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The Law on Using Mobile Phones While Driving

The UK Government introduced the law against using mobile phones while driving in 2003. Since then, the rules have tightened up and the penalty for breaking the law has increased significantly.

The latest change to legislation was enacted in March 2017. Ignorance is no defence in the eyes of the law so read the rest of this article to make sure you’re up to date.

Mobile Phone Driving Law

Under UK law, it’s illegal to use a mobile phone while driving or riding a motorcycle. The only permitted exception is if you have set up hands free access and can use your phone without touching it at all.

According to the RAC, in 2016 a staggering 48% of drivers admitted to using their phone whilst their car is stationary in traffic. The law still applies even if you’re queuing in traffic or waiting at lights. It also applies if you’re a passenger who’s supervising a learner driver.

Remember — you mustn’t touch your phone at all whilst in the driving seat, unless your vehicle is parked.

Tougher Penalties

As of 1st March 2017, if you’re caught using your mobile phone while driving you could be fined £200 and receive 6 penalty points on your licence. If you passed your driving test within the previous two years, you’ll lose your licence as well.

In some cases, you may be taken to court. If this happens you could be banned from driving or riding motorbikes and fined up to £1,000.

Important — if you are a new driver (qualified for less than two years) you will lose your licence if you’re caught handling your phone behind the wheel.

Can You Use a Hands Free Phone While Driving?

If you need to use your phone while driving, you set up suitable hands free equipment before you begin your journey. If you want to make or receive calls then you’ll need a bluetooth headset or voice command software to enable you to operate your phone without touching it.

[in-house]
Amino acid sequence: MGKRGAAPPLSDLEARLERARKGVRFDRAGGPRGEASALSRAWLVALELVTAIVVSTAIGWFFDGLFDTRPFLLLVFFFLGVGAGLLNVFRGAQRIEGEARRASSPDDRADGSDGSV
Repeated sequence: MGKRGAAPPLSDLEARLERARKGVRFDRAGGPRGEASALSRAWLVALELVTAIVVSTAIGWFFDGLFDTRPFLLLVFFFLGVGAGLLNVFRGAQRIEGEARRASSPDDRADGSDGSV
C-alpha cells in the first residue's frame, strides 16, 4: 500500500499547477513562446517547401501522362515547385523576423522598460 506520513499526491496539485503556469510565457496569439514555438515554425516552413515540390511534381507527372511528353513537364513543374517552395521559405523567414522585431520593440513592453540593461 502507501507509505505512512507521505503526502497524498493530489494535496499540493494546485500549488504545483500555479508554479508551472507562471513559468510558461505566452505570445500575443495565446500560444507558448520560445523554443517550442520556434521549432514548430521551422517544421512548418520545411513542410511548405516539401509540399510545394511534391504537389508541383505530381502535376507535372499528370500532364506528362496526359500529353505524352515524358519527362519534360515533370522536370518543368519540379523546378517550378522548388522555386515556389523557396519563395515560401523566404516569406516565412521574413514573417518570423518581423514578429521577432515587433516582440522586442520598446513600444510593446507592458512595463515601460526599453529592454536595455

Even if your phone is fully hands free, you mustn’t allow it to interfere with your driving. The police still have the power to pull you over if they believe your phone has distracted you from driving safely.

Remember — if you don’t have a hands free device, you’ll need to park your vehicle safely before making or receiving a call.

Using Your Phone Sat Nav While Driving

A lot of people now use their smartphone as a sat nav or map when they’re on the move. According to the law, it’s illegal to use a handheld smartphone to follow a map or directions. Instead, you’ll need to have your phone fixed to your dashboard using a cradle.

Be careful with windscreen mounted hands free cradles. The Highway Code states that “windscreens and windows MUST be kept clean and free from obstructions to vision“. If the police decide that your mounted device is obstructing your view of the road then you could still be prosecuted. A dashboard mounted kit is a safer bet.

Remember — it’s illegal to touch your device at all whilst driving, even if only for a second. Program your destination into your device before setting off.

Why is the Hands Free Law Needed?

Driving safely requires your full attention at all times. Handling a mobile phone while driving is distracting and dangerous. UK Government figures from 2015 show that mobile phones were a contributing factor to 22 deaths and 99 serious injuries in accidents on UK roads.

The Government believes that discouraging drivers from using mobile phones while driving will make our roads safer. They want to make using a phone when driving as socially unacceptable as drink driving.

What Action Should I Take?

It is your legal obligation to ensure that you understand how to drive safely. Familiarise yourself with the law as it now stands and with the Highway Code too.

If it’s been some time since you passed your driving test, you might wish to take a refresher course. This will bring you back up to speed with the rules of the road as they now stand.